Consumption dynamics in general equilibrium: A characterisation when markets are incomplete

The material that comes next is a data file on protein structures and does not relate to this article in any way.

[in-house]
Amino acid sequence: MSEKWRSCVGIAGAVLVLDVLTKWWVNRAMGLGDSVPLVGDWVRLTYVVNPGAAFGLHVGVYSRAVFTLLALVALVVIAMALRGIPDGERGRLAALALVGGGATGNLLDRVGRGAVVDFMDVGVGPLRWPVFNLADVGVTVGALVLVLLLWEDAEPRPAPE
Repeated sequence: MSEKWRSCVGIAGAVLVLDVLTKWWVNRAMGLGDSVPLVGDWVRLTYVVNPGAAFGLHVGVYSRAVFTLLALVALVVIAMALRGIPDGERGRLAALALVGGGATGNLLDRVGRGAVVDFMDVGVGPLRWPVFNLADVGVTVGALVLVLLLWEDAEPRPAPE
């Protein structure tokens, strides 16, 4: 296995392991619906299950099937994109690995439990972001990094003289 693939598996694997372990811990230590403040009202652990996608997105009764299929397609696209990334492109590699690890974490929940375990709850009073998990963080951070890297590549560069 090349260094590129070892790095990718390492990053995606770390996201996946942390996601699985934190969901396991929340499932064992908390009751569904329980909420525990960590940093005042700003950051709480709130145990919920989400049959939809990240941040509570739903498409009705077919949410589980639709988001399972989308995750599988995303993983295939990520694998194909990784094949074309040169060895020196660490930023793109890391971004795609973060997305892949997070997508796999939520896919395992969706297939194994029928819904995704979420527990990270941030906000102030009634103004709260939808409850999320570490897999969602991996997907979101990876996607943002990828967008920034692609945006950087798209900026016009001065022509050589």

We introduce a methodology for analysing infinite horizon economies with two agents, one good, and incomplete markets. We provide an example in which an agent's equilibrium consumption is zero eventually with probability one even if she has correct beliefs and is marginally more patient. We then prove the following general result: if markets are effectively incomplete forever then on any equilibrium path on which some agent's consumption is bounded away from zero eventually, the other agent's consumption is zero eventually--so either some agent vanishes, in that she consumes zero eventually, or the consumption of both agents is arbitrarily close to zero infinitely often. Later we show that (a) for most economies in which individual endowments are finite state time homogeneous Markov processes, the consumption of an agent who has a uniformly positive endowment cannot converge to zero and (b) the possibility that an agent vanishes is a robust outcome since for a wide class of economies with incomplete markets, there are equilibria in which an agent's consumption is zero eventually with probability one even though she has correct beliefs as in the example. In sharp contrast to the results in the case studied by Sandroni (2000)  and Blume and Easley (2006)  where markets are complete, our results show that when markets are incomplete not only can the more patient agent (or the one with more accurate beliefs) be eliminated but there are situations in which neither agent is eliminated.
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